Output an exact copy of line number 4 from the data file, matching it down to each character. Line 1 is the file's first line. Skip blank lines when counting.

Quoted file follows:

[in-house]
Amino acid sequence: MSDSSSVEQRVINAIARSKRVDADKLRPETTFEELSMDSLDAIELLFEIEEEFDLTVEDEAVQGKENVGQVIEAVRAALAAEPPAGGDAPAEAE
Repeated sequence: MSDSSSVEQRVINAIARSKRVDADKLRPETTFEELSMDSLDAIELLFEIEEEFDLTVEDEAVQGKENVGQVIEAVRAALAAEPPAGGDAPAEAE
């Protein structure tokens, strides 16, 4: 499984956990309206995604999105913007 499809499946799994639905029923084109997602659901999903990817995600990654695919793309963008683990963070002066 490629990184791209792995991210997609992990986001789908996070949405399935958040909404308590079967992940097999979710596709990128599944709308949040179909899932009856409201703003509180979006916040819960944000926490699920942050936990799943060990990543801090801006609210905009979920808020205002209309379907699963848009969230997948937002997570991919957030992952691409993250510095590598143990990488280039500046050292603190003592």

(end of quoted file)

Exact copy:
């Protein structure tokens, strides 16, 4: 499984956990309206995604999105913007 499809499946799994639905029923084109997602659901999903990817995600990654695919793309963008683990963070002066 490629990184791209792995991210997609992990986001789908996070949405399935958040909404308590079967992940097999979710596709990128599944709308949040179909899932009856409201703003509180979006916040819960944000926490699920942050936990799943060990990543801090801006609210905009979920808020205002209309379907699963848009969230997948937002997570991919957030992952691409993250510095590598143990990488280039500046050292603190003592």